Motivation: Many important problems in cell biology require the dense nonlinear interactions between functional modules to be considered. The importance of computer simulation in understanding cellular processes is now widely accepted, and a variety of simulation algorithms useful for studying certain subsystems have been designed. Many of these are already widely used, and a large number of models constructed on these existing formalisms are available. A significant computational challenge is how we can integrate such sub-cellular models running on different types of algorithms to construct higher order models.
Results: A modular, object-oriented simulation meta-algorithm based on a discrete-event scheduler and Hermite polynomial interpolation has been developed and implemented. It is shown that this new method can efficiently handle many components driven by different algorithms and different timescales. The utility of this simulation framework is demonstrated further with a ‘composite’ heat-shock response model that combines the Gillespie–Gibson stochastic algorithm and deterministic differential equations. Dramatic improvements in performance were obtained without significant accuracy drawbacks. A multi-timescale demonstration of coupled harmonic oscillators is also shown.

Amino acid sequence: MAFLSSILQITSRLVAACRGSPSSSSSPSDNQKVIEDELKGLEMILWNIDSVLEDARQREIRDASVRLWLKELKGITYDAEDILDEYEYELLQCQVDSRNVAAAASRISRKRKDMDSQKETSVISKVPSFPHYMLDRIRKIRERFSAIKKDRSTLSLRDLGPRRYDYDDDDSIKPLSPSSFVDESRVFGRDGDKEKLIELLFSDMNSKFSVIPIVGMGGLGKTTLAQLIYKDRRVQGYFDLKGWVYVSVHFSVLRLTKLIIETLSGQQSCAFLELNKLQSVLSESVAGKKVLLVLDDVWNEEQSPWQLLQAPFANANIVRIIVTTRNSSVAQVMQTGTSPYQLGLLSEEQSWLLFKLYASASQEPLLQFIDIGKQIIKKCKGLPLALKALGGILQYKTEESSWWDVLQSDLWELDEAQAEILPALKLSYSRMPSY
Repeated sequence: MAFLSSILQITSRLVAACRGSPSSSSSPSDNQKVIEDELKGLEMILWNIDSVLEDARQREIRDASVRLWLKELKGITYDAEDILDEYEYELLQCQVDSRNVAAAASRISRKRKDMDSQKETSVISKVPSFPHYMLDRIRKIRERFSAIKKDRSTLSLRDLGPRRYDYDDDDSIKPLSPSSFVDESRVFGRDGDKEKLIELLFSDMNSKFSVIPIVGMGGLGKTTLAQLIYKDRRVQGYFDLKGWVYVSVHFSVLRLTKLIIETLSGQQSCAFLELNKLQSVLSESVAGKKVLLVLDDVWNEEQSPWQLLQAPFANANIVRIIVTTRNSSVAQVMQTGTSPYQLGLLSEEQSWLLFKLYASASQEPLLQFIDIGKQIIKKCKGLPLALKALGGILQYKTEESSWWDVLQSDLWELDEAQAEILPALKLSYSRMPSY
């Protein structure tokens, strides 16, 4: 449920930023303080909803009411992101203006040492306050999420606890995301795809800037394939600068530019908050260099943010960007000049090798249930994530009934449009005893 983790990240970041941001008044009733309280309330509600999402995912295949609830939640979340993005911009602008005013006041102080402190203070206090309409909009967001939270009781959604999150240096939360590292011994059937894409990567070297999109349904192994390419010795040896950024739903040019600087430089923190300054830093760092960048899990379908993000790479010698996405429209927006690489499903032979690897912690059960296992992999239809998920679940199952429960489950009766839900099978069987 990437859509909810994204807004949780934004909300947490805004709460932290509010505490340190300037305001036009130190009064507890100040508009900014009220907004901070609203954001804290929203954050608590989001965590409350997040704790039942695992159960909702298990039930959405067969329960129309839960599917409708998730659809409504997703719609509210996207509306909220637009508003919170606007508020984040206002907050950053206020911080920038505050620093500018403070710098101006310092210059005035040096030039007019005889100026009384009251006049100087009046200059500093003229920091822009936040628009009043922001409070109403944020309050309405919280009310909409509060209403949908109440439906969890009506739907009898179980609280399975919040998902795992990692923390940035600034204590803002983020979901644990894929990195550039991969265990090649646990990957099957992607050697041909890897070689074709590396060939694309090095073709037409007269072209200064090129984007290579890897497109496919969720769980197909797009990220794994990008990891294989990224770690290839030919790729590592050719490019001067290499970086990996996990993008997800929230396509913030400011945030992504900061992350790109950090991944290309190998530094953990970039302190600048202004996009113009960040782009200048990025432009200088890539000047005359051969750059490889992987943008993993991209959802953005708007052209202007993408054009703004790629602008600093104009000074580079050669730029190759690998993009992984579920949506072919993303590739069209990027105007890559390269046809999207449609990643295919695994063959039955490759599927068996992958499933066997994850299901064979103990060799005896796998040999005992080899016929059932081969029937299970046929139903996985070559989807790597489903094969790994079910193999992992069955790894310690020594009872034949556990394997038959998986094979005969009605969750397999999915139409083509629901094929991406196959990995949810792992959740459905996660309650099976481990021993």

Availability: An implementation of the method is available as part of E-Cell Simulation Environment Version 3 downloadable from http://www.e-cell.org/software. Benchmark models are included in the package, and also available upon request.
Supplementary information: Complete lists of reactions and parameters of the heat-shock model, and more results are available at http://www.e-cell.org/bioinfo/takahashi03-1-supp.pdf
Institute for Advanced Biosciences, Keio University, Fujisawa, Kanagawa, 252-8520, Japan